Because there are only 256 centroids, we only need 8-bits to store a centroid id. Each vector, which initially was a vector of 1,024 32-bit floats (4,096 bytes) is now a sequence of eight 8-bit integers (8 bytes total per vector!).
Nearest Neighbor Search
Great. We’ve compressed the vectors, but now you can’t calculate L2 distance directly on the compressed vectors–the distance between centroid ids is arbitrary and meaningless! (This is what differentiates compression from dimensionality reduction).
Here’s how we perform a nearest neighbor search. It’s still going to be an exhaustive search (we’re still going to calculate a distance against all of the vectors and then sort the distances) but we’re going to be able to calculate the distances much more efficiently using just table look-ups and some addition.
Let’s say we have a query vector and we want to find its nearest neighbors.
One way to do this (that isn’t so smart) would be to decompress the dataset vectors, and then calculate the L2 distances. That is, reconstruct the vectors by concatenating the different centroids. We’re effectively going to do this, but in a much more computationally efficient way than actually decompressing the vectors.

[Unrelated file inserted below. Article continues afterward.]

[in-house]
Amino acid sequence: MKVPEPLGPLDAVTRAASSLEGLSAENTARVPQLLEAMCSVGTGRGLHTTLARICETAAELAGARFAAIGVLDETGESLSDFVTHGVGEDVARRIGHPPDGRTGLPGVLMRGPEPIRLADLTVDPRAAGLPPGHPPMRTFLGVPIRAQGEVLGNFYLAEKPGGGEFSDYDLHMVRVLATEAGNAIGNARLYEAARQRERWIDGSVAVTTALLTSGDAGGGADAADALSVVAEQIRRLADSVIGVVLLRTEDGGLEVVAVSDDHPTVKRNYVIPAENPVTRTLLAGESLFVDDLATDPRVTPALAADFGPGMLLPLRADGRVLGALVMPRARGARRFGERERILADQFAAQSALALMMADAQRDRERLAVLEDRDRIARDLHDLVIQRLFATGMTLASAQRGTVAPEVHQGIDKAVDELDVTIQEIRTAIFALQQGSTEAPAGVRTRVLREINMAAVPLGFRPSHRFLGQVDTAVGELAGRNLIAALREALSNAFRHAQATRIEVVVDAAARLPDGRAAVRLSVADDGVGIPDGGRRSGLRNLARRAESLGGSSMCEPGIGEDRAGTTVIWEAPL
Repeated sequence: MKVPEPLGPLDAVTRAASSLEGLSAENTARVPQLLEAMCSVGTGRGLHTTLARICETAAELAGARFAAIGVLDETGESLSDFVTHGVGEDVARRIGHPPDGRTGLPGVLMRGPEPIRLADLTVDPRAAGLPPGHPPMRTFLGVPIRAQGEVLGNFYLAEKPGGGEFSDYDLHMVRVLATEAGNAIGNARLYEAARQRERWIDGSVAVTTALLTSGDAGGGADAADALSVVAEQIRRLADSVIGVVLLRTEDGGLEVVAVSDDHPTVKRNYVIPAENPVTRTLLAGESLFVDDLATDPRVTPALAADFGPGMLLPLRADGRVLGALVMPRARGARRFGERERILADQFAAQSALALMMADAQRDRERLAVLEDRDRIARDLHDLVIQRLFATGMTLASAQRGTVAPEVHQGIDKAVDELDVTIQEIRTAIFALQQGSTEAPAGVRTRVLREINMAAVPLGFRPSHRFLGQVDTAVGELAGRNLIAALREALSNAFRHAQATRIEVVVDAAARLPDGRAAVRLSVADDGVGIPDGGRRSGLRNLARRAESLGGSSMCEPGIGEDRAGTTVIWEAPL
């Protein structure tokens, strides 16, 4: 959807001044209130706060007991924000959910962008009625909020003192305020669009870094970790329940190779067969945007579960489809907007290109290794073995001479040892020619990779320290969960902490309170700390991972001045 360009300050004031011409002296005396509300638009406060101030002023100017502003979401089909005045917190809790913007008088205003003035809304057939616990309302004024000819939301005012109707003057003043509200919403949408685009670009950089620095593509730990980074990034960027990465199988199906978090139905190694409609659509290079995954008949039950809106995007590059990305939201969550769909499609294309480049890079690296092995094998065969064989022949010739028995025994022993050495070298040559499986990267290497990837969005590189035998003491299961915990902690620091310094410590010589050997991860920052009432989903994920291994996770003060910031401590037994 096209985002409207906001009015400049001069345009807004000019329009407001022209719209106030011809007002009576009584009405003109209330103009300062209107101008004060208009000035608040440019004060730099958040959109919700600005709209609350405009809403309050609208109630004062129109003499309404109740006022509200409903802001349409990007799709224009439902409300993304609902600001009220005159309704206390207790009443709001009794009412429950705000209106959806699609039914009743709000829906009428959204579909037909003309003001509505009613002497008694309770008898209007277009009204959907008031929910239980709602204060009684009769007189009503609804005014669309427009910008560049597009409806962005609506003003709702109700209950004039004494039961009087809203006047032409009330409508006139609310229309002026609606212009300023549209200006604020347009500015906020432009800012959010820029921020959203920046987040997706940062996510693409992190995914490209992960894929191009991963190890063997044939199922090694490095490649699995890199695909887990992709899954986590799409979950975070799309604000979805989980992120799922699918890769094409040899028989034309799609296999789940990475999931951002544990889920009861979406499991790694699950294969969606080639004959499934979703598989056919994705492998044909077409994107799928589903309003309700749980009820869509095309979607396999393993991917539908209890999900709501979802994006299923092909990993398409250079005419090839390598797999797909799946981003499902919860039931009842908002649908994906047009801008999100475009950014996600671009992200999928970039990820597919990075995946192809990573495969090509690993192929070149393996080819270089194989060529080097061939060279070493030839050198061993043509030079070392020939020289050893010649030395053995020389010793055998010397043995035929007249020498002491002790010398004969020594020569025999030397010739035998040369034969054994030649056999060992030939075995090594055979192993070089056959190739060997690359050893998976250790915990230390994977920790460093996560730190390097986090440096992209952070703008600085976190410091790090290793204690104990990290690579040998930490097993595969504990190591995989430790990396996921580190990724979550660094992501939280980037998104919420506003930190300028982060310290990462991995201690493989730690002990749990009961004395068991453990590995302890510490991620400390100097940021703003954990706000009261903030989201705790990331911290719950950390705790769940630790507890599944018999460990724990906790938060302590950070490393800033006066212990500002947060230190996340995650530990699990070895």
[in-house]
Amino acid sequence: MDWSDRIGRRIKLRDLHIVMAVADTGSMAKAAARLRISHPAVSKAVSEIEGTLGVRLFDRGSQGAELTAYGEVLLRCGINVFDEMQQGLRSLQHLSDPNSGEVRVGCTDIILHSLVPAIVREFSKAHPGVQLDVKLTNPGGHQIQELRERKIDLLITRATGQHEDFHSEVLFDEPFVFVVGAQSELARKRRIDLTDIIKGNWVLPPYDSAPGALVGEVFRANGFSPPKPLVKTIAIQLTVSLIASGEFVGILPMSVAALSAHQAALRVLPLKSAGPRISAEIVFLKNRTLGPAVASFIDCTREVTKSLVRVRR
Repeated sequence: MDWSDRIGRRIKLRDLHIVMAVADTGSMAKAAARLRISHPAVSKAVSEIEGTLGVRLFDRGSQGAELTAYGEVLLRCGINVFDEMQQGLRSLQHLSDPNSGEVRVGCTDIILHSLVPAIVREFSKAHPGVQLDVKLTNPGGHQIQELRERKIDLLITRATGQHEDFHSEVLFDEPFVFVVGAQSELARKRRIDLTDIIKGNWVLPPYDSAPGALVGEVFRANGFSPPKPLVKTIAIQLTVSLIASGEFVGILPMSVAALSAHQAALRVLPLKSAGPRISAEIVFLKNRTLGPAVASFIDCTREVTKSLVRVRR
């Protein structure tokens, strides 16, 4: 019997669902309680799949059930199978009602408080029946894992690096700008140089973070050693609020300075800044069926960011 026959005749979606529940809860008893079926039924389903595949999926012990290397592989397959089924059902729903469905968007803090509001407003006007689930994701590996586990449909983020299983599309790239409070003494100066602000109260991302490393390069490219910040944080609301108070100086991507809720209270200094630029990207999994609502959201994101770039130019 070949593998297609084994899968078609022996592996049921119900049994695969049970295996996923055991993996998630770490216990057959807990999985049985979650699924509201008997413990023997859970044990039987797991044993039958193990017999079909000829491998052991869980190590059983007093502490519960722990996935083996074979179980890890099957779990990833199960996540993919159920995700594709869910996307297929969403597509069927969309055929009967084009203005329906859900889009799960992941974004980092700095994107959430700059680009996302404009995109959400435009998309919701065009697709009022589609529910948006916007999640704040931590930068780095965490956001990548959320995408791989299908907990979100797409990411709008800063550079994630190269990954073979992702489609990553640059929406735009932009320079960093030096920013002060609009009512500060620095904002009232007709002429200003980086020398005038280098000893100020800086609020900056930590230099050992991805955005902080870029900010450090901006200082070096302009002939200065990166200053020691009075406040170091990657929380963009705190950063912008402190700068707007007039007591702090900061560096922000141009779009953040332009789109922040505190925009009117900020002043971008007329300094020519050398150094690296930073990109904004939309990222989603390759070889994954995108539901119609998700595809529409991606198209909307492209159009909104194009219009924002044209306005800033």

First, we’re going to calculate the squared L2 distance between each subsection of our vector and each of the 256 centroids for that subsection.
This means building a table of subvector distances with 256 rows (one for each centroid) and 8 columns (one foreach subsection). How much effort is it to build this table? If you think about it, this requires the same number of math operations as computing L2 distances between our query vector and 256 dataset vectors.
Once we have this table, we can start calculating approximate distance values for each of the 50K database vectors.
Remember that each database vector is now just a sequence of 8 centroid ids. To calculate the approximate distance between a given database vector and the query vector, we just use those centroid id’s to lookup the partial distances in the table, and sum those up!